- The Senior PGA Championship remained at its end of May slot.
- The Tradition moved from early May to mid-June.
- The Senior Players Championship, formerly the last major of the season in August, moved to late June/early July
- The U.S. Senior Open remains the fourth major in schedule order, but is now held in mid-July.
- The Senior British Open kept its 2011 date, but due to the other schedule changes is now the final major.
Unlike the mainstream majors, two of the senior majors have title sponsors, and the Senior PGA Championship and Senior British Open have presenting sponsors whose names appear after the tournament title. Also unlike the mainstream majors, none of which falls under the direct jurisdiction of any professional tour, the Champions Tour directly operates two of its majors—The Tradition and the Senior Players Championship. The other three senior majors are operated by the same bodies that organize their mainstream counterparts—the PGA of America for the Senior PGA, The R&A for the Senior British Open, and the USGA for the U.S. Senior Open.
The Senior PGA is by far the oldest of the senior majors, having commenced in the 1930s. The other four tournaments all date from 1980 or later, having been founded in the era when senior golf became a commercial success. This occurred when the first big golf stars of the television era, men such as Arnold Palmer and Gary Player, began to reach the relevant age.
Unlike mainstream men's golf, the senior game does not have a globally agreed set of majors. The three majors recognised by the European Seniors Tour are the Senior PGA Championship and the U.S. and British Senior Opens. However, the Champions Tour is much more dominant in global senior golf than the PGA Tour is in mainstream men's golf.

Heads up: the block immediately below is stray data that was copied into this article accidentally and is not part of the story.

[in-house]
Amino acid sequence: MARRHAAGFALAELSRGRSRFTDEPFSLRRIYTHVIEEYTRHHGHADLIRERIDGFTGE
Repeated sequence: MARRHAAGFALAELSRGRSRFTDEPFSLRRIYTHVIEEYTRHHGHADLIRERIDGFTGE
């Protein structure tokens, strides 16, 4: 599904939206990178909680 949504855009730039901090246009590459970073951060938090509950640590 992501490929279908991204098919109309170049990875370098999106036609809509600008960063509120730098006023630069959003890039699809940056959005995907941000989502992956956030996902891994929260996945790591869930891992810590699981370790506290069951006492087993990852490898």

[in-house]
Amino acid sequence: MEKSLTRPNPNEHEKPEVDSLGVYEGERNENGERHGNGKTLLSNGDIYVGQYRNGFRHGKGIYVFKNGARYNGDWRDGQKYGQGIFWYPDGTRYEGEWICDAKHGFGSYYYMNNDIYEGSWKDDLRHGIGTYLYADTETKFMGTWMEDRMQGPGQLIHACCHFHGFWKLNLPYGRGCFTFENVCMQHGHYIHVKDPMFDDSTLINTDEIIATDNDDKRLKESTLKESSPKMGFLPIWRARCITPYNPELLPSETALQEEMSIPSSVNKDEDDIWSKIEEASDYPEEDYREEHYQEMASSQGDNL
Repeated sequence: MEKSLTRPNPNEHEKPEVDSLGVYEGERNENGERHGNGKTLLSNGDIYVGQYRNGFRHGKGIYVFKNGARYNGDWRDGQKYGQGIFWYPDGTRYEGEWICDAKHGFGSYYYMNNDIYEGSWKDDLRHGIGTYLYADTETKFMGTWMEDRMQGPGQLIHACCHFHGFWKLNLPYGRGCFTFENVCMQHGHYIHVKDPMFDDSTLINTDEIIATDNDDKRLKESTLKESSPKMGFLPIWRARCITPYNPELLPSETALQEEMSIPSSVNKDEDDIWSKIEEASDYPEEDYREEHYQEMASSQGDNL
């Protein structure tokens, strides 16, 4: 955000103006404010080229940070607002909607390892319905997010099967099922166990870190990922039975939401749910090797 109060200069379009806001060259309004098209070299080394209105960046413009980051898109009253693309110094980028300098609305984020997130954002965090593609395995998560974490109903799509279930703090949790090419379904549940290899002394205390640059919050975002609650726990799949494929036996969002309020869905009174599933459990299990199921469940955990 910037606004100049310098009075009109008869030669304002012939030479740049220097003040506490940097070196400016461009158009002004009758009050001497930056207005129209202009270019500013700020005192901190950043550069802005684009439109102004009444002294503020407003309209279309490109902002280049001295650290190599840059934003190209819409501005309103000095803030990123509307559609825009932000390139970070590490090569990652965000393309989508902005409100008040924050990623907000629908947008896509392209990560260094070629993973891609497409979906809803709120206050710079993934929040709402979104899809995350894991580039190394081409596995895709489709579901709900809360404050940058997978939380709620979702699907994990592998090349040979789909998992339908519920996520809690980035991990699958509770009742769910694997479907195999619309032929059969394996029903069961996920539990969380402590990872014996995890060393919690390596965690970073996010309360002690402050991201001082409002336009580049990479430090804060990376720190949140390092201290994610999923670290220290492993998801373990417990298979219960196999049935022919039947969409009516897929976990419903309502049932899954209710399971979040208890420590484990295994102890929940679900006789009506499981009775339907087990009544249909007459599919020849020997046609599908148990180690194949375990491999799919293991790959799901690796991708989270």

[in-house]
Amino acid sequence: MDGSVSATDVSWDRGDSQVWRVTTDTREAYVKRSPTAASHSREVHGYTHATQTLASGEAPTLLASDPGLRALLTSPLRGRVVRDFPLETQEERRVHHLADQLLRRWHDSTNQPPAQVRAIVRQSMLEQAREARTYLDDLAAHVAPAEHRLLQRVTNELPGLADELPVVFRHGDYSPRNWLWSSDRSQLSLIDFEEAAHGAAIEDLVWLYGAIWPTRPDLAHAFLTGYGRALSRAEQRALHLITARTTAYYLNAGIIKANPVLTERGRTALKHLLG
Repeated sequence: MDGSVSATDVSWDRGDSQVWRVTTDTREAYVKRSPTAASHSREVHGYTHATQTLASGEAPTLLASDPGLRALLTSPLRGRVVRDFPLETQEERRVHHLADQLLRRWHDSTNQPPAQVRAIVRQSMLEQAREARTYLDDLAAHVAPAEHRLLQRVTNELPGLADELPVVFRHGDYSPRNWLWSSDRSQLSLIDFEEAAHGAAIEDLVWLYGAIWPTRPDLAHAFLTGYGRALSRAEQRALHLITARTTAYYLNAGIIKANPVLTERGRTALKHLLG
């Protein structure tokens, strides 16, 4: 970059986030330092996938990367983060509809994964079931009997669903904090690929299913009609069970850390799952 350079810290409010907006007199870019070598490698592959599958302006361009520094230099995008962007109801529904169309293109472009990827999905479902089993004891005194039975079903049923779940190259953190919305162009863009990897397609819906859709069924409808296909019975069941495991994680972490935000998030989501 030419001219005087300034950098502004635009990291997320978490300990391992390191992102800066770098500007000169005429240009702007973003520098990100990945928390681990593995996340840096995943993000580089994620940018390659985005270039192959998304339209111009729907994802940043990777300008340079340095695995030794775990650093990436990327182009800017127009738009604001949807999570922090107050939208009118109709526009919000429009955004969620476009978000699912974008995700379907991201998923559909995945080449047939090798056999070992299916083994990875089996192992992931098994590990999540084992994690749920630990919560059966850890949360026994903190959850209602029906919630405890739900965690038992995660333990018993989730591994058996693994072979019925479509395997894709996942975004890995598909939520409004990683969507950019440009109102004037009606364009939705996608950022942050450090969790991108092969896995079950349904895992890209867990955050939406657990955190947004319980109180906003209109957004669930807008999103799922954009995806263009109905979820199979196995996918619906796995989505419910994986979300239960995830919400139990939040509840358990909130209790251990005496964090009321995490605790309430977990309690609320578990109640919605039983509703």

Senior major winners
The table below show the results of all the events designated as majors by the Champions Tour. As the order in which the majors were played frequently changed, they are listed in the current order of play. Winners of Senior PGA Championships played before 1980 and Senior British Opens played before 2003 are not listed here as they were not Champions Tour majors at the time nor retroactively recognized as majors. Those winners are shown in the tournaments' articles. The other three tournaments have been Champions Tour majors throughout their existence. The Senior PGA Championship was held twice in 1984 but was not held in 1983 or 1985.
Jack Nicklaus holds the record for the most senior majors won with eight. He also has the record for the number of regular majors won (18).
Nicklaus also holds the record as the only person to have won four different senior majors. At the time, this was a 'Career Grand Slam' as the Senior British Open did not become the 5th major until 2003, by which time Nicklaus had effectively retired from senior golf (his only appearance in the Senior British Open was in 2003). Nobody has managed to win all five different majors.